EUSTIS, Fla. — Many experts say it is no secret that many of Central Florida’s lakes are polluted.
Combine the existing situation with the area's exploding growth, and conservationists are urging governmental leaders to manage that growth's impact to the ecosystem, wildlife and the area's drinking water.
In Lake County, experts say it’s a big puzzle to sort out, and local environmentalists are warning local leaders that they need a plan to balance growth with its environmental impacts.
What You Need To Know
- Central Florida residents can check the health of the bodies of water around them using the EPA's How's My Waterway tool
- Experts say many of Lake County's waterways are polluted
- Stan Napier, president of the Trout Lake Nature Center in Eustis, says his group is working hard to change that
"We’re growing so fast in Lake County — I think we’re the third fastest growing county," said Trout Lake Nature Center director Ellen Tramontana. "There’s going to be huge impacts. We need to look at how we can protect our systems."
The U.S. Census shows that between 2010 and 2020, Lake County's population grew by nearly 30% — the equivalent of more than 86,000 people. Experts say that growth, combined with pollution from fertilizers and everyday runoff, has created polluted, contaminated lakes.
"Originally being from the mountains of Kentucky, I was always interested in water research," said Stan Napier.
At first, as a young man, he dreamed of one day becoming a marine biologist, but soon realized that wasn’t in the cards for him.
"I switched my interest to aquatic ecology", said Napier. "Mainly concentrated on rivers and streams."
He spent a career studying and improving the environment and now volunteers with the Trout Lake Nature Center, testing the water conditions around Lake County and sending the findings to the Environmental Protection Agency.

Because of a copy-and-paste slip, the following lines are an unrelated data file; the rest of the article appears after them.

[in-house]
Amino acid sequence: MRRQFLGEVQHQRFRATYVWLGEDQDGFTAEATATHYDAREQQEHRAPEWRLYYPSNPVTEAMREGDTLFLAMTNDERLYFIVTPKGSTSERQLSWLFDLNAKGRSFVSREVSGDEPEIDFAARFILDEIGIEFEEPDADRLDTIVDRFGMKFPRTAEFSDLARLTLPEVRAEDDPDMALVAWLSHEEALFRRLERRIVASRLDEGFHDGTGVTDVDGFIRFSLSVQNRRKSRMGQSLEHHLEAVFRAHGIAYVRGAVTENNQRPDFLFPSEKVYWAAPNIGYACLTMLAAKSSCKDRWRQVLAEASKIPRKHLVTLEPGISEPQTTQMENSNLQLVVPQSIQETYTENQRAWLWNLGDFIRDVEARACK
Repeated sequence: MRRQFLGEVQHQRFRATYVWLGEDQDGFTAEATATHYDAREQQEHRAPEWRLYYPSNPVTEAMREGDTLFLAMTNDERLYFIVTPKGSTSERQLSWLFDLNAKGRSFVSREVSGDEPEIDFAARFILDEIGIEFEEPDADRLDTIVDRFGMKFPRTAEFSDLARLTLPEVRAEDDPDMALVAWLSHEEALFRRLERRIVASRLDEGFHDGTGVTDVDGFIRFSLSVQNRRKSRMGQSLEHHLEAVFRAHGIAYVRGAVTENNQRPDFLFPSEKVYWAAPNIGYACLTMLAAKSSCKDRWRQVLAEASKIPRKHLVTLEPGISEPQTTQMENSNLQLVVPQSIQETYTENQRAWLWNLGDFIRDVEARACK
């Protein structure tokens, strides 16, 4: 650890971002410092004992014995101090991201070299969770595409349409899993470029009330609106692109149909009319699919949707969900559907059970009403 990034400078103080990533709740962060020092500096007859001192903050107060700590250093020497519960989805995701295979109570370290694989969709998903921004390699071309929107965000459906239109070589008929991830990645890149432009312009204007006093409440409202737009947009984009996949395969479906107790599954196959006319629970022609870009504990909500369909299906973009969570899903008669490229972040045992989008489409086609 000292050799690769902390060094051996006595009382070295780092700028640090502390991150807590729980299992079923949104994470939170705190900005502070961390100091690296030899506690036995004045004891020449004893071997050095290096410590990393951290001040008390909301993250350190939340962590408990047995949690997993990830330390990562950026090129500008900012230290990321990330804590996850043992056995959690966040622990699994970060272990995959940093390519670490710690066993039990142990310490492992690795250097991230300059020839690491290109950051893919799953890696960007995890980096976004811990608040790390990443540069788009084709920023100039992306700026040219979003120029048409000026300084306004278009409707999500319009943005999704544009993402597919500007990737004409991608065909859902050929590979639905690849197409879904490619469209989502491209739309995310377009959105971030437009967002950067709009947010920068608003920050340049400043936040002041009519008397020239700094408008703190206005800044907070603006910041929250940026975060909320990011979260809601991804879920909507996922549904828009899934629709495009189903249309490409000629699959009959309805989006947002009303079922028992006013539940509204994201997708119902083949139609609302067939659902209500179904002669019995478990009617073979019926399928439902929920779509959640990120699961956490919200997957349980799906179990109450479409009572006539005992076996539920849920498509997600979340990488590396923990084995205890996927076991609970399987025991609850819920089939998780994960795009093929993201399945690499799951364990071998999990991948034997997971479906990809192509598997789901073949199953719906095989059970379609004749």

"It’s value is that it’s an immediate indicator that something might be going wrong in the lake," said Napier.
There is a long list of what the EPA calls "Impaired Waterways" in Lake County, which impacts wildlife and residents' drinking water. Napier tracks the area's water conditions to see if current restoration projects are working.
"We all share the water that’s flowing through the aquifer below our feet," he said. "We owe it to nature for all that it gives us to do what we can."
The Lake County Water Authority has allocated $28 million to fund restoration projects, and has used about $9.4 million on the LCWA Stormwater Grant Program, which helps local city governments start stormwater improvement projects. In the meantime, projects are already in motion to restore the condition of area lakes, but that takes time.
The EPA has a feature on their website called How’s My Waterway — it’s a map anyone can use to check the health of the bodies of water around them. It also gives information on what’s going on in the respective communities.
“It can be hard work to have clean water, and it can take investments," said Tom Wall, from the EPA Office of Water. "That takes time and it takes work."
Officials with the Trout Lake Nature Center say area residents can help by taking part in clean-ups in their neighborhoods, which can help prevent plastics and other toxic material from ending up in nearby waterways.